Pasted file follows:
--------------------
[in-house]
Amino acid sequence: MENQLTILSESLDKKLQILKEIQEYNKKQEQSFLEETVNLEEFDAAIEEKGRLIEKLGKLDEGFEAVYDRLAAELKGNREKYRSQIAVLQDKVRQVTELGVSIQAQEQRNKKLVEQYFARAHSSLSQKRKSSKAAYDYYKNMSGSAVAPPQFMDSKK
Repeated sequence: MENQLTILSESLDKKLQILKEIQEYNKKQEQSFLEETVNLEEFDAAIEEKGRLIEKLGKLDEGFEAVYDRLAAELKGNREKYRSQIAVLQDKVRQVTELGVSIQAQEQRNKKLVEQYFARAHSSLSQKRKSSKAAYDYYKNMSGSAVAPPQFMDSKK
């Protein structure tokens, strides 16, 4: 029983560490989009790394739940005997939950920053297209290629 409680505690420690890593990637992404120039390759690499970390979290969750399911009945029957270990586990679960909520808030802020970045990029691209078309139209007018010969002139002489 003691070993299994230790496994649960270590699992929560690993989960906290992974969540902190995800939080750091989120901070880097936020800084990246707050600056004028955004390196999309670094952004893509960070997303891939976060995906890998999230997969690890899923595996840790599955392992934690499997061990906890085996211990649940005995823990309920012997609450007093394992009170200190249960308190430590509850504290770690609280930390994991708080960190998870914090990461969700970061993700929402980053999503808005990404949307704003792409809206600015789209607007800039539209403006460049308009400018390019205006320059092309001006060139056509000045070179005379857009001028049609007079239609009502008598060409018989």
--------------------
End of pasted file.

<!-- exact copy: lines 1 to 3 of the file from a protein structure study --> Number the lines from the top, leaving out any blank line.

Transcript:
[in-house]
Amino acid sequence: MENQLTILSESLDKKLQILKEIQEYNKKQEQSFLEETVNLEEFDAAIEEKGRLIEKLGKLDEGFEAVYDRLAAELKGNREKYRSQIAVLQDKVRQVTELGVSIQAQEQRNKKLVEQYFARAHSSLSQKRKSSKAAYDYYKNMSGSAVAPPQFMDSKK
Repeated sequence: MENQLTILSESLDKKLQILKEIQEYNKKQEQSFLEETVNLEEFDAAIEEKGRLIEKLGKLDEGFEAVYDRLAAELKGNREKYRSQIAVLQDKVRQVTELGVSIQAQEQRNKKLVEQYFARAHSSLSQKRKSSKAAYDYYKNMSGSAVAPPQFMDSKK